With the recent announcement that government is to table proposals for third-party funding of international arbitration, I look at the restrictions on litigation funding in Ireland and possible future developments.
What is Litigation Funding?
Litigation Funding is an arrangement where an independent party (‘the funder’) pays some or all of the legal costs and expenses of one of the parties to a dispute (usually, but not always, the claimant). In return, the funder will be paid out of the proceeds should the claim succeed, often as a percentage of the amount recovered or a multiple of the amount it invested. If the claim fails, the funder will not be entitled to payment.
It is most often encountered in large commercial disputes, and a number of investment funds have appeared which specifically focus on identifying (and funding) suitable disputes in order to inflate their own assets. (For example, Balance Legal Capital, Bench Walk Advisors, and others.)
Is litigation funding permitted in Ireland?
No, thanks to the medieval doctrines of champerty and maintenance.
sorry, the what?
The medieval doctrines of champerty and maintenance.
Maintenance has been described as “the improper provision of support to litigation in which the supporter has no direct or legitimate interest” (Greenclean Waste Management Ltd v Leahy (No. 2)  IEHC 314) and champerty is a particular form of maintenance whereby a person obtains a share in the proceeds or spoils of the litigation in return for funding of the prosecution.
The Statute Law Revision Act 2007 repealed over 3,000 old statutes but expressly retained the Maintenance and Embracery Act 1540, the Maintenance and Embracery Act, 1634 and the Statute of Conspiracy (Maintenance & Champerty) (from an unknown date in the 14th century).
The Irish Supreme Court has confirmed (in Persona Digital Telephone Ltd. and Sigma Wireless Networks Ltd v The Minister for Public Enterprise & Ors  IESC 27) that maintenance and champerty are still recognised torts and crimes in Ireland.
Are there any exceptions to the rule against Litigation Funding?
Broadly speaking, there are two exceptions – (i) if the funder is connected to the litigation, and (ii) after-the-event (ATE) insurance.
The first of these – where the funder has a sufficient connection with the party it is funding – arises because, as the Supreme Court put it in Persona, ‘a person who assists another’s proceedings without a bona fide independent interest acts unlawfully.’ That left the door open for funding by a funder who does have a ‘bona fide independent interest’ in the proceedings.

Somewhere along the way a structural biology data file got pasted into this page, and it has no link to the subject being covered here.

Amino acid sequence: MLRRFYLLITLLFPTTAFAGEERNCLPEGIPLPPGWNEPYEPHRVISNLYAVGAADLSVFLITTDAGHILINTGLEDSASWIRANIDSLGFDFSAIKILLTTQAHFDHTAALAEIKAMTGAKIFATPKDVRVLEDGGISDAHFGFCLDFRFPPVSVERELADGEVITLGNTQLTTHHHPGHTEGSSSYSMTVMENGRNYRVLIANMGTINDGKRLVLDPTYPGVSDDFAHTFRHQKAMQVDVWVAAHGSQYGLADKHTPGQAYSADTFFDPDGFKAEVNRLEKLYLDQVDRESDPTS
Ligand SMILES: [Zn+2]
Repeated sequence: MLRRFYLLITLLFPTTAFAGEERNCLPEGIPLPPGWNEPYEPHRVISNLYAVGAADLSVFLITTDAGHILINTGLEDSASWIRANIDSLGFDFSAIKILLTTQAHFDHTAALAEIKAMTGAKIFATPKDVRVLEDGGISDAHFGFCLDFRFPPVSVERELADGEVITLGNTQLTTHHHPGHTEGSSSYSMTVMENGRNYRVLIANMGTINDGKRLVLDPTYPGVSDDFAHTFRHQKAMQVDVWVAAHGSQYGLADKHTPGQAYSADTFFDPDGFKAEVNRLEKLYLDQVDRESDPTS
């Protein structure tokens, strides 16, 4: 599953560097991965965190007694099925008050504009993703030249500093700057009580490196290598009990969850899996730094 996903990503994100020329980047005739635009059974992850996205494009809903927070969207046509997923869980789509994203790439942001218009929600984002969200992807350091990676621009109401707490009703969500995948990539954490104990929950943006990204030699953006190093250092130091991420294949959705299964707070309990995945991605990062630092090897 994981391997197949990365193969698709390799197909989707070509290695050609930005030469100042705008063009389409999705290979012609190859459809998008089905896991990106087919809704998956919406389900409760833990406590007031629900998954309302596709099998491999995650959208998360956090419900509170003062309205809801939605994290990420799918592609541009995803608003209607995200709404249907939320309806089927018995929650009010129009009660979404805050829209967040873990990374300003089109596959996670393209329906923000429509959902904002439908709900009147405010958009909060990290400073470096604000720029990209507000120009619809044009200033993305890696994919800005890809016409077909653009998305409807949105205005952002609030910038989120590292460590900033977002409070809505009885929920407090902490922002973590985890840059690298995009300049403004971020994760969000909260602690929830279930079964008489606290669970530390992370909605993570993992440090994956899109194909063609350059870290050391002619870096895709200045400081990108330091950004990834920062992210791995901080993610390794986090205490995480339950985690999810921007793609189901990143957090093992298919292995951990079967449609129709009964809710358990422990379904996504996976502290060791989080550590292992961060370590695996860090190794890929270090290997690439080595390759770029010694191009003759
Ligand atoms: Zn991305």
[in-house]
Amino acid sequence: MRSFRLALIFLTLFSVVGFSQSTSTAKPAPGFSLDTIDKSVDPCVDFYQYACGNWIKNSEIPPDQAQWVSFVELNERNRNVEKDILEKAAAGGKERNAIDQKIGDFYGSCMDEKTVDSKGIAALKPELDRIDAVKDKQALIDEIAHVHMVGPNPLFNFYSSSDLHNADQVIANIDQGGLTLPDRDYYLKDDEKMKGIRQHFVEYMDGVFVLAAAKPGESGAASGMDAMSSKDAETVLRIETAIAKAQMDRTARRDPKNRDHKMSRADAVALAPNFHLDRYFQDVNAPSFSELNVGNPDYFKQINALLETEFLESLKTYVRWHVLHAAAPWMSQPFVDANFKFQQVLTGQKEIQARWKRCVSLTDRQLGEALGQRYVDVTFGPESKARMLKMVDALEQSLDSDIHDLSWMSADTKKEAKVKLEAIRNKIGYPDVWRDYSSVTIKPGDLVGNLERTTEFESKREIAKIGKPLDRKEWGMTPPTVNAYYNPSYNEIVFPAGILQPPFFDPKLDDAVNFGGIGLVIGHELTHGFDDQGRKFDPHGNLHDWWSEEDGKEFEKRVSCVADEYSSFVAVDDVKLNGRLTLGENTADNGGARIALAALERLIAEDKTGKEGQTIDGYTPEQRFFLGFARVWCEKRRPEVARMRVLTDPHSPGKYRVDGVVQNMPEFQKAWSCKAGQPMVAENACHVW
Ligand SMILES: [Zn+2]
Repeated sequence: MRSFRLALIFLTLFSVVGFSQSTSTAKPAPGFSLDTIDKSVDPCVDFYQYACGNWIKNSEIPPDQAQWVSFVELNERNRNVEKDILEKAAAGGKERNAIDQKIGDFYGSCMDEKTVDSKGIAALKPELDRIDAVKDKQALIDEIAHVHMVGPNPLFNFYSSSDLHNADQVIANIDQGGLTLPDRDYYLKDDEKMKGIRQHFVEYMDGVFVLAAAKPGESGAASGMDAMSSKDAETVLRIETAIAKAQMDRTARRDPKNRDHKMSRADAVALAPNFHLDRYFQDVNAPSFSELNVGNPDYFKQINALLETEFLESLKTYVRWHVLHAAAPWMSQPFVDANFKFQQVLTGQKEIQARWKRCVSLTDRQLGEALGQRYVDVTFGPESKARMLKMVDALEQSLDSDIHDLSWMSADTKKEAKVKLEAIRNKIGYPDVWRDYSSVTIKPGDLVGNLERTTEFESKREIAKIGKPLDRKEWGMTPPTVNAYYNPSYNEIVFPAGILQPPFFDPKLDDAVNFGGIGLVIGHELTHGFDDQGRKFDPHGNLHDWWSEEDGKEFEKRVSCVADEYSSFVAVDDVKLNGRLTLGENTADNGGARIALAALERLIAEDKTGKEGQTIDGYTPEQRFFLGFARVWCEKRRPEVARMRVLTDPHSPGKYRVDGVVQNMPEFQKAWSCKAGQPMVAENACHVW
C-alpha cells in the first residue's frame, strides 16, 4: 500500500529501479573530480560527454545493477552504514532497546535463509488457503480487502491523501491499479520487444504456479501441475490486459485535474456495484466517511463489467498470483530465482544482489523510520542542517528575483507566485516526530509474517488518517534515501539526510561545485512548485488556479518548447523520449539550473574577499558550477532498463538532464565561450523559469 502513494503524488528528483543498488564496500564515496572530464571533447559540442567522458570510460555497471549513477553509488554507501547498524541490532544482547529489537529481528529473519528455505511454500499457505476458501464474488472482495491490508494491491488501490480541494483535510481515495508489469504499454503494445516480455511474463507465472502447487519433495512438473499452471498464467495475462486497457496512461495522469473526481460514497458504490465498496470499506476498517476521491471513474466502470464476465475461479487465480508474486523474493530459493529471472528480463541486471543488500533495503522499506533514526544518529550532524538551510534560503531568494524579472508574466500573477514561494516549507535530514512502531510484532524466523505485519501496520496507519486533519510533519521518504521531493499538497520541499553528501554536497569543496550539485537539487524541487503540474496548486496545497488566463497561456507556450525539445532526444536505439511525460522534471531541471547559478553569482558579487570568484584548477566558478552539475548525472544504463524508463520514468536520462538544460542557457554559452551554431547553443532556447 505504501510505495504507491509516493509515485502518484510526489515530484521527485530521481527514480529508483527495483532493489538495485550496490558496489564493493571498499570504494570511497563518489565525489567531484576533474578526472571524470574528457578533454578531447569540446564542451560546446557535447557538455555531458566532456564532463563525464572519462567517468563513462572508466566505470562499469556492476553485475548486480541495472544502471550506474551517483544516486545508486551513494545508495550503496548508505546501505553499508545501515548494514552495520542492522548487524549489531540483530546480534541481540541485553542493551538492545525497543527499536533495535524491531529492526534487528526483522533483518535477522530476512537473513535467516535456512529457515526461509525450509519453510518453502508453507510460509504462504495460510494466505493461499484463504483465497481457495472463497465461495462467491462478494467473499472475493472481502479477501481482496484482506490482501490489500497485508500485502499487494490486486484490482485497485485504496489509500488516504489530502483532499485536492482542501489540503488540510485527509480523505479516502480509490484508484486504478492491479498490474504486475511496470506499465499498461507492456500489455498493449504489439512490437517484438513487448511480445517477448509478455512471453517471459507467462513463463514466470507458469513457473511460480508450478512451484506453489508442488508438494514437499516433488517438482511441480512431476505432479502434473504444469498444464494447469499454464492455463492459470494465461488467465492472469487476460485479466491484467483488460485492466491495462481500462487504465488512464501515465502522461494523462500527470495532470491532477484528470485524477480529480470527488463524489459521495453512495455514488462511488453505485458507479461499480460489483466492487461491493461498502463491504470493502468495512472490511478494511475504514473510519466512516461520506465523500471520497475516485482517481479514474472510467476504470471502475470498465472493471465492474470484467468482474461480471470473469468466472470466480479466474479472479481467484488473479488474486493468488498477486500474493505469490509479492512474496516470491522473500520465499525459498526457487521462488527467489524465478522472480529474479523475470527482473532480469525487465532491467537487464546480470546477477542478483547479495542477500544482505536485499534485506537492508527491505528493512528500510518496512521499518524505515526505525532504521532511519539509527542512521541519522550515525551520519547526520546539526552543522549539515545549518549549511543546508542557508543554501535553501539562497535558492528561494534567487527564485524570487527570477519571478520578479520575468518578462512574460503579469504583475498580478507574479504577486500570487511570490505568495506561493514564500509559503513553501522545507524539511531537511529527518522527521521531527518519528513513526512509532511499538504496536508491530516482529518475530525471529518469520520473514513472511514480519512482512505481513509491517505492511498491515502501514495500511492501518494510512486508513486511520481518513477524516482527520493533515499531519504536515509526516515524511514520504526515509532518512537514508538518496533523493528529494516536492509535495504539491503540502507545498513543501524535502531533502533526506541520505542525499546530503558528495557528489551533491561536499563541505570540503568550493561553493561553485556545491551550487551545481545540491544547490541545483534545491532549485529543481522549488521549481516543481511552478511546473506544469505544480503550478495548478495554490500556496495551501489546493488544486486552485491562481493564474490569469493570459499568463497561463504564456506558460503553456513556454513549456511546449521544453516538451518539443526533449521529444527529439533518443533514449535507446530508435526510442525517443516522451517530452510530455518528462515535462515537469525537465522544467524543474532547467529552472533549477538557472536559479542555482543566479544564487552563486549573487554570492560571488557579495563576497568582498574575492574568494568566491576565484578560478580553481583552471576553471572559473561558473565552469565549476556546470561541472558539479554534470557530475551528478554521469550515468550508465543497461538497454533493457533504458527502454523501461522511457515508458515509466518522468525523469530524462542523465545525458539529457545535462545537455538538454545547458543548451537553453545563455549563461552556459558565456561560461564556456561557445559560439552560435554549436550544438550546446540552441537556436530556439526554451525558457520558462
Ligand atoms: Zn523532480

This could include company shareholders, or even creditors of a company involved in a dispute. The risk for the funder, however, is that they could be made personally liable for the costs of the litigation if the fundee loses (see, for example, Moorview Development Ltd v First Active Plc  1 I.R. 417, where a non-party costs order made in the High Cour was upheld by the Supreme Court).
[For more on connected funders, see the decision of the High Court in Thema International Fund v HSBC International Trust Services (Ireland) Ltd  3 IR 654 where it held that the plaintiff was in receipt of a form of third-party funding but was satisfied on the evidence that the funder had a sufficient connection with the plaintiff so as to take that funding out of the scope of maintenance or champerty.]
The second exception – after-the-event insurance – is an insurance policy generally taken out by a plaintiff after a dispute has arisen. If the plaintiff is unsuccessful in the litigation, the insurance policy provides protection (and the premium is usually only paid if the plaintiff is successful).
In Greenclean Waste Management Ltd v Leahy (No. 2)  IEHC 314 the High Court accepted that ATE insurance did not fall foul of the rules against champerty and maintenance. (Incidentally, it also mentioned that the presence/absence of an ATE policy could be relevant in determining whether to order security for costs against a party).
Where to from here?
The Supreme Court has called for urgent intervention by the legislature, but has also recognised that if the legislature does nothing, and a suitable consitutional challenge was brought, the courts ‘as guardians of the constitution’ might have no option but to intervene (see the judgment of Clarke J. in the Persona case at paragraph 4.1).
In a report published on 29 January 2020 and entitled “Litigation Funding and Class Actions”*, the EU Bar Association and the Irish Society of European Law both recommended that proper provision be made in Ireland for ligitation funding, which was “regarded as critical for access to justice and the proper, fair and efficient administration of justice”. The report points out that litigation funding is an essential mechanism of access to justice, that it has “been recognised as such across multiple jurisdictions as this report demonstrates”, and that it is necessary “to enable this jurisdiction to have a realistic prospect of attracting international and cross-border litigation and arbitration”.
*As of September 2022 the report was available to download here.
What’s Hulk Hogan got to do with it?
His cases against Gawker Media are often cited in support of the argument against litigation funding. His multiple lawsuits (which resulted in Gawker filing for Chapter 11 bankruptcy) were secretly funded by billionaire Peter Thiel who, it was rumoured, bore a grudge against Gawker for outing him as gay in a 2007 article.
About the lawsuit – Bollea v Gawker (Wikipedia)
Peter Thiel vs. Gawker: Case Highlights World of ‘Litigation Funding’ (NBC News)
Hulk Hogan v. Gawker Media and the Problem of Invisible Funding (Professor Simona Grossi,Loyola Law School, Los Angeles)